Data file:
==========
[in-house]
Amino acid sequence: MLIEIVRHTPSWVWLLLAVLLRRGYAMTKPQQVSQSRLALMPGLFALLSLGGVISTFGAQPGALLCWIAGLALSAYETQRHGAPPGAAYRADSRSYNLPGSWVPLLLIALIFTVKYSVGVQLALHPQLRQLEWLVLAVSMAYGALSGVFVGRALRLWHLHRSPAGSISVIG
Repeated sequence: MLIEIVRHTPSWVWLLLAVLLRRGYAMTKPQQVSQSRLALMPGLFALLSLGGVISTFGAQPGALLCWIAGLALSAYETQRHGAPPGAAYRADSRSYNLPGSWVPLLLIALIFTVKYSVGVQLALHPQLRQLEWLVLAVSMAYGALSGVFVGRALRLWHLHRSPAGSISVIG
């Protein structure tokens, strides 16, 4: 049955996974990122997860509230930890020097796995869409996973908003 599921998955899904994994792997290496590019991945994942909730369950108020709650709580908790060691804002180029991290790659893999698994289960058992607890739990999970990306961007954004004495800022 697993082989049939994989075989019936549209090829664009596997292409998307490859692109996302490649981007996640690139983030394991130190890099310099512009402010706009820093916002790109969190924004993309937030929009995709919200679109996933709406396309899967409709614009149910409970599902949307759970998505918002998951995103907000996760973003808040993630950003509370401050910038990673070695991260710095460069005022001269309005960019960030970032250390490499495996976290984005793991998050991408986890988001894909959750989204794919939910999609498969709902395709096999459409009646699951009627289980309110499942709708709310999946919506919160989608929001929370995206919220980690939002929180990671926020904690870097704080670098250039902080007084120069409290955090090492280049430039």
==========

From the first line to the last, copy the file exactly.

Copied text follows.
[in-house]
Amino acid sequence: MLIEIVRHTPSWVWLLLAVLLRRGYAMTKPQQVSQSRLALMPGLFALLSLGGVISTFGAQPGALLCWIAGLALSAYETQRHGAPPGAAYRADSRSYNLPGSWVPLLLIALIFTVKYSVGVQLALHPQLRQLEWLVLAVSMAYGALSGVFVGRALRLWHLHRSPAGSISVIG
Repeated sequence: MLIEIVRHTPSWVWLLLAVLLRRGYAMTKPQQVSQSRLALMPGLFALLSLGGVISTFGAQPGALLCWIAGLALSAYETQRHGAPPGAAYRADSRSYNLPGSWVPLLLIALIFTVKYSVGVQLALHPQLRQLEWLVLAVSMAYGALSGVFVGRALRLWHLHRSPAGSISVIG
């Protein structure tokens, strides 16, 4: 049955996974990122997860509230930890020097796995869409996973908003 599921998955899904994994792997290496590019991945994942909730369950108020709650709580908790060691804002180029991290790659893999698994289960058992607890739990999970990306961007954004004495800022 697993082989049939994989075989019936549209090829664009596997292409998307490859692109996302490649981007996640690139983030394991130190890099310099512009402010706009820093916002790109969190924004993309937030929009995709919200679109996933709406396309899967409709614009149910409970599902949307759970998505918002998951995103907000996760973003808040993630950003509370401050910038990673070695991260710095460069005022001269309005960019960030970032250390490499495996976290984005793991998050991408986890988001894909959750989204794919939910999609498969709902395709096999459409009646699951009627289980309110499942709708709310999946919506919160989608929001929370995206919220980690939002929180990671926020904690870097704080670098250039902080007084120069409290955090090492280049430039």